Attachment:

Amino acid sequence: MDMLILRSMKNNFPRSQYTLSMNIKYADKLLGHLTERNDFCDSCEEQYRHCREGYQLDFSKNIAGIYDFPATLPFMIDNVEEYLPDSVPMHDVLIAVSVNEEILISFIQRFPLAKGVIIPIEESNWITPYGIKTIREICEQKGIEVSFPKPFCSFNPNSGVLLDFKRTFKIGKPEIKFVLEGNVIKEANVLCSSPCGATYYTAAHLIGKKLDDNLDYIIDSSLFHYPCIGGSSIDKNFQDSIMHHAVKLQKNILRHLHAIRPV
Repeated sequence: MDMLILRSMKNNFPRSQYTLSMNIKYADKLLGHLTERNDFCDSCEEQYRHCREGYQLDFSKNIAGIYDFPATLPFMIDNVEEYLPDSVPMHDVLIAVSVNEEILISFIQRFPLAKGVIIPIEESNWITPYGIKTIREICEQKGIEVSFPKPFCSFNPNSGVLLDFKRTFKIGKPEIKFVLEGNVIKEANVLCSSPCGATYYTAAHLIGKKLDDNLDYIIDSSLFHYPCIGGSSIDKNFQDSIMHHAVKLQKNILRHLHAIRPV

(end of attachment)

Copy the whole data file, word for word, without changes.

Amino acid sequence: MDMLILRSMKNNFPRSQYTLSMNIKYADKLLGHLTERNDFCDSCEEQYRHCREGYQLDFSKNIAGIYDFPATLPFMIDNVEEYLPDSVPMHDVLIAVSVNEEILISFIQRFPLAKGVIIPIEESNWITPYGIKTIREICEQKGIEVSFPKPFCSFNPNSGVLLDFKRTFKIGKPEIKFVLEGNVIKEANVLCSSPCGATYYTAAHLIGKKLDDNLDYIIDSSLFHYPCIGGSSIDKNFQDSIMHHAVKLQKNILRHLHAIRPV
Repeated sequence: MDMLILRSMKNNFPRSQYTLSMNIKYADKLLGHLTERNDFCDSCEEQYRHCREGYQLDFSKNIAGIYDFPATLPFMIDNVEEYLPDSVPMHDVLIAVSVNEEILISFIQRFPLAKGVIIPIEESNWITPYGIKTIREICEQKGIEVSFPKPFCSFNPNSGVLLDFKRTFKIGKPEIKFVLEGNVIKEANVLCSSPCGATYYTAAHLIGKKLDDNLDYIIDSSLFHYPCIGGSSIDKNFQDSIMHHAVKLQKNILRHLHAIRPV